Hearing record is facing challenge

Turf Valley transcript at planning panel is incomplete, charge foes of expansion

November 01, 2006|by a sun reporter

An already contentious fight escalated this week with a charge that the county's official records of months of hearings on the planned expansion of Turf Valley are incomplete and have been fraudulently altered.

Frank Martin, one of two residents who filed an appeal and lawsuit challenging the Planning Board's approval of the expansion, made the allegations Monday after spending almost two hours comparing the original tapes against copies of them and a transcript provided by the county.

He said both the tapes of the hearings and the transcript of them are both incomplete. And he said the transcript was changed to include testimony that was never given.

"They have fabricated the transcript," Martin said. "There are words that don't appear anywhere on the tapes."

Marsha S. McLaughlin, director of the Department of Planning and Zoning, summarily dismissed the notion that the transcript was altered.

"It's a very serious charge," she said. "We have no reason to fabricate the record."

She also said the department would work with Martin if he possesses information that would make the record complete.

The Board of Appeals is scheduled tomorrow to resume its hearings on a challenge to the approval of a fourth comprehensive sketch plan which expanded Turf Valley to roughly 808 acres by adding 119.7 acres and thus enabled another 239 housing units to be constructed, for a total of 1,618. It also permitted the realignment of Resort Road through the development and permanently fixed the location of nine golf course holes.

The Planning Board approved the plan in March after often-heated hearings that stretched over six months.

Martin said the Board of Appeals should remand the case to the Planning Board for a new set of hearings. "Essentially, start over," he said. "The developer should be required to submit a new comprehensive sketch plan, and the board should begin the hearings from scratch."

He and attorney Paul F. Kendall, who is also a party to the appeal, claimed this month before the Board of Appeals that about 80 minutes are missing from the county's tapes.

That assertion was dismissed, although it was acknowledged that a brief portion of testimony might not have been recorded because of a mechanical glitch. Attorneys for the county and the developer argued that it is incumbent upon those bringing the appeal to help make the record complete.

"To my knowledge, there was a tape that cut off, and there was a short period that was not on the tape," McLaughlin said this week. "My understanding from the staff is it's about a minute long."

Martin said neither the tapes nor the 871-page transcript from the Planning Board's hearings contain parts of prolonged testimony from Mickey A. Cornelius, senior vice president of The Traffic Group, which performed an analysis of the impact on traffic if Turf Valley were expanded.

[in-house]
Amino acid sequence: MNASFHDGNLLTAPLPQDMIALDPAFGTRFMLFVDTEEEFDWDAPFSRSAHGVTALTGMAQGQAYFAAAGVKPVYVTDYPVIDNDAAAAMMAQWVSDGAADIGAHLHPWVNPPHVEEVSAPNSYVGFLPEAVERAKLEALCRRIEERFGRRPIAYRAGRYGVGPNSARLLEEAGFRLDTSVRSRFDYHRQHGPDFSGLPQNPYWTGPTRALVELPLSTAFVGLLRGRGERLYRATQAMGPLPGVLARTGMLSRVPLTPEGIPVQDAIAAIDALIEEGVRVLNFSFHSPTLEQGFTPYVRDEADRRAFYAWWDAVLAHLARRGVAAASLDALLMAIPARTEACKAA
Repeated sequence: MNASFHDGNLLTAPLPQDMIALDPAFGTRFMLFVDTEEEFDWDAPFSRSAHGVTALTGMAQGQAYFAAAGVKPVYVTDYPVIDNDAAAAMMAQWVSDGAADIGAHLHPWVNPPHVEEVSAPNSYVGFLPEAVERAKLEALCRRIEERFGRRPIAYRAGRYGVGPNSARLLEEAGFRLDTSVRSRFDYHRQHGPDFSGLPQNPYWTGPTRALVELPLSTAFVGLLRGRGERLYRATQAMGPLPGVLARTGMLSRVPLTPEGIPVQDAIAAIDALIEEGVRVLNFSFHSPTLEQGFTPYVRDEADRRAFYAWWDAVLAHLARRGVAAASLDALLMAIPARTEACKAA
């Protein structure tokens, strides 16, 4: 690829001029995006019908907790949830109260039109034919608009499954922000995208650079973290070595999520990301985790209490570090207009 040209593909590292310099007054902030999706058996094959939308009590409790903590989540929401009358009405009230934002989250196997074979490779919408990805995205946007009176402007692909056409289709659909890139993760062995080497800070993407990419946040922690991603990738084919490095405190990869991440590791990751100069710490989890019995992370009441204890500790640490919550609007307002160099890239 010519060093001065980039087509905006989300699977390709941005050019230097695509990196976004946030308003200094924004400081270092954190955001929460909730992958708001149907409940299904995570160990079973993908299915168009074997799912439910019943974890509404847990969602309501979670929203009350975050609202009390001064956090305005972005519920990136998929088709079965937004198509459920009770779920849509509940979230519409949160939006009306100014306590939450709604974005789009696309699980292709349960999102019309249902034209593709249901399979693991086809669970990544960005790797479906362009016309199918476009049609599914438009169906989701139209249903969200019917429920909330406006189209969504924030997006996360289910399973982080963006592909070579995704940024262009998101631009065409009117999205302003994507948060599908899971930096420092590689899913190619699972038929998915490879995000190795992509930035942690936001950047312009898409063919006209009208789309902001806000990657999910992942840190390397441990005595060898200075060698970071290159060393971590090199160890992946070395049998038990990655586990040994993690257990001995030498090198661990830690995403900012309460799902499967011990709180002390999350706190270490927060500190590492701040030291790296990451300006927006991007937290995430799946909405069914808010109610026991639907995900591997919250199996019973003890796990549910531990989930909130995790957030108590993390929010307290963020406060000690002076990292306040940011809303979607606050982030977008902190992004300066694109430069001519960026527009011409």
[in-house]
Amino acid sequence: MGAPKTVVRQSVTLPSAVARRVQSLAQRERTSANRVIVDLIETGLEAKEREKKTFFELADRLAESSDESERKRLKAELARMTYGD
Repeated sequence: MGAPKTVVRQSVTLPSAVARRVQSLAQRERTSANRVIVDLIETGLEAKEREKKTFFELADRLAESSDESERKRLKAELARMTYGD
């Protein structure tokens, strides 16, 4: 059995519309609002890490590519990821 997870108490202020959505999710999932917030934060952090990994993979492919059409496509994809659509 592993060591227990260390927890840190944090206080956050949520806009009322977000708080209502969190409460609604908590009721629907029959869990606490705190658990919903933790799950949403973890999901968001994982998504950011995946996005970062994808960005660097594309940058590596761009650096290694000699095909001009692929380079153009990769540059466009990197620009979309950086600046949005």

That study concluded that there would be no adverse effects from the development.

Opponents of the expansion said throughout the hearings that the analysis was flawed and its findings should be disregarded.

Martin said the tapes of the Sept. 15 quasi-judicial hearing are missing some of the questioning of Cornelius by Kendall. Some of those exchanges also are missing from the transcript.

Martin said there are other discrepancies in the record from the multi-evening hearings, although he has not had time to document them. "It's a very slow, painful process," he said.

McLaughlin said she is satisfied the record is complete, with the exception of a brief period that was not recorded because of corrupted tapes.

She urged Martin to assist the county is making the record as complete as possible.

"If he has evidence, I would certainly be interested in knowing," McLaughlin said. "Clearly, if they have any information of what is missing from the tape, he can provide that to us. He can even provide his notes [and] what they think happened in that missing period."

Martin said it is the county's responsibility to assure the completeness and accuracy of the record. He accused the county of "placing every obstacle that they can in or way so we can't fairly present our case."

This dispute is but another wrinkle in the continuing fight over Turf Valley, an upscale planned community off U.S. 40 on the edge of Ellicott City.

The development consists of two 18-hole golf courses, a hotel and resort center, and homes. Commercial, retail and additional housing are planned for the project, which was first approved about 25 years ago.

Martin and Kendall are also parties to a lawsuit filed in Circuit Court challenging the Planning Board's jurisdiction over Turf Valley.

Martin said he is pursuing every angle possible because "you need to preserve your arguments - your issues" in the lawsuit. "If you don't, they don't get heard by a higher court."

The developer, Mangione Family Enterprises, has accused opponents of raising frivolous claims simply to delay the completion of Turf Valley.

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